Pricing Convertible Bonds-An Example

In the previous post, we outlined the main steps in pricing a convertible bond using the Binomial Tree approach. In this follow-up post, we provide a hypothetical example of a straight convertible bond.

The specifics of the hypothetical convertible bond are as follows,

Stock price 100
Volatility 0.25
Risk Free Rate 0.02
Risky Rate (risk free+credit spread) 0.08
Coupon 0.06
Maturity (in years) 5
Conversion ratio 10

Using the formula provided in the previous post, we calculated the up and down moves, and probability of the up move. The results are

dt 1.00
u 1.28
d 0.78
Probability Up 0.48

Once the tree parameters are calculated, we next build the tree, and then work backward from the end  nodes in order to obtain the convertible bond’s price at time zero. As the final result, the bond price is $1319 (per $1000 notional)

To see the details of the calculations of the tree, click on the link below to download an Excel spreadsheet.


Note that this is a simplified example. In real life, convertible bonds are usually more complex. They often include features such as call, put, contingency conversion options. The call and put options can be implemented using the formula given in the previous post.

I hope that this and previous posts demystified a little bit the complexities of convertible bonds. Let us know if you have any questions.

Pricing Convertible Bonds and Preferred Shares

A convertible bond (or preferred share) is a hybrid security, part debt and part equity. Its valuation is derived from both the level of interest rates and the price of the underlying equity. Several modeling approaches are available to value these complex hybrid securities such as Binomial Tree, Partial Differential Equation and Monte Carlo simulation. One of the earliest pricing convertible bond approaches was the Binomial Tree model originally developed by Goldman Sachs [1,2] and this model allows for an efficient implementation with high accuracy. The Binomial Tree model is flexible enough to support the implementation of bespoke exotic features such as redemption and conversion by the issuer, lockout periods, conversion and retraction by the share owner etc.

In this post, we will summarize the key steps in pricing convertible bond method using the Binomial Tree approach. Detailed description of the method and examples are provided in references [1,2].

Generally, the value of a convertible bond with embedded features depends on:

  • The underlying common stock price
  • Volatility of the common stock
  • Dividend yield on the common stock
  • The risk free interest rate
  • The credit worthiness of the preferred share issuer

Within the binomial tree framework, the common stock price at each node is described as

pricing convertible bond

where S0 is the stock price at the valuation date; u and d are the up and down jump magnitudes. The superscript j refers to the time step and i to the jump. The up and down moves are calculated as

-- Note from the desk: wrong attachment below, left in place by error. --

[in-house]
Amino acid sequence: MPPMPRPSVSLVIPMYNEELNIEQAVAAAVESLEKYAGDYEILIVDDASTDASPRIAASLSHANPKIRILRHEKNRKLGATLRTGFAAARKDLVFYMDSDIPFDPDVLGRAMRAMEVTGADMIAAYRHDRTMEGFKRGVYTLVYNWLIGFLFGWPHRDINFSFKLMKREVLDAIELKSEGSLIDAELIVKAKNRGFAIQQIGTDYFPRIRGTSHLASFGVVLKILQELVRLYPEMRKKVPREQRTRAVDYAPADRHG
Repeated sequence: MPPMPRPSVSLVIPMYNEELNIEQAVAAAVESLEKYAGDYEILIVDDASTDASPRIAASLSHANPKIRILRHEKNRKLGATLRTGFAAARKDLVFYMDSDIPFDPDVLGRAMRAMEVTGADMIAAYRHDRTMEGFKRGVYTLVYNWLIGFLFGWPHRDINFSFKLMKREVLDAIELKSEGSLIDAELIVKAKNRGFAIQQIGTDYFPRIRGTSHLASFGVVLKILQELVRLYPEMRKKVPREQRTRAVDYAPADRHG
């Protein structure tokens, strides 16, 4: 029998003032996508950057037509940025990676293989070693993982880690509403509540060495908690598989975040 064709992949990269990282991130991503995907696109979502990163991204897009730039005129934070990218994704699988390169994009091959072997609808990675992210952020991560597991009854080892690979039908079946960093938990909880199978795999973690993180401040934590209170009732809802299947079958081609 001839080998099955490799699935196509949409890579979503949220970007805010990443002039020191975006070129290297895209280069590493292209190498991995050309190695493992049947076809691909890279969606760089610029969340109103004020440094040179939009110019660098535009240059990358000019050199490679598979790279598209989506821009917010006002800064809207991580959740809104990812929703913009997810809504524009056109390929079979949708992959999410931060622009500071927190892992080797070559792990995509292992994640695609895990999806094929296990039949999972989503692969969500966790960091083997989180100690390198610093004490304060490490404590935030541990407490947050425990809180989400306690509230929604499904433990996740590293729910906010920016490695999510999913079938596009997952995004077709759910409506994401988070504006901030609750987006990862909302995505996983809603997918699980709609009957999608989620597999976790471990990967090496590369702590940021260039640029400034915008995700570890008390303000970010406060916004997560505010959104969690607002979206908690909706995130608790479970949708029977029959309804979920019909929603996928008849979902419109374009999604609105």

where is the stock volatility, and  is the time step.

The risk neutral probability of the up move, u, is

and the probability the down move is 1-p

After building a binomial tree for the common stock price, the convertible bond price is then determined by starting at the end of the stock price tree where the payoff is known with certainty and going backward until the time zero (valuation date). At each node, Pj,i  the value of the convertible is

where m denotes the conversion ratio.

If the bond is callable, the payoff at each node is

The payoff of a putable bond is

Here C and P are the call and put values respectively; r denotes the risk-free rate.

The above equations are the key algorithms in the binomial tree approach. However, there are several considerations that should be addressed due to the complexities of the derivative features

  • Credit spreads (credit risk) of the issuers which usually are not constant.
  • Interest rates can be stochastic.
  • Discount rate ri,j depends on the conversion probability at each node. This is due to the fact that when the common share price is well below the strike, the preferred share behaves like a corporate bond and hence we need to discount with a risky curve. If the share is well above the strike then the preferred behaves like a common stock and the riskless curve need to be used.
  • The notice period: the issuer tends to call the bond if the stock price is far enough above the conversion price such that a move below it is unlikely during the notice period. For most accurate results, the valuation would require a call adjustment factor. This factor is empirical and its value could be determined by calibration to stock historical data.

This approach in pricing convertible bond can be implemented in scripting languages such as VBA and Matlab. In the next installment, we will provide a concrete example of pricing a convertible bond. If you have a convertible bond that you want us to use as example, send it to us.


[1] Valuing Convertible Bonds as Derivatives, Quantitative Strategies Research Notes, Goldman Sachs, November 1994.

[2] Pricing Convertible Bonds, Kevin B. Connolly, Wiley, 1998.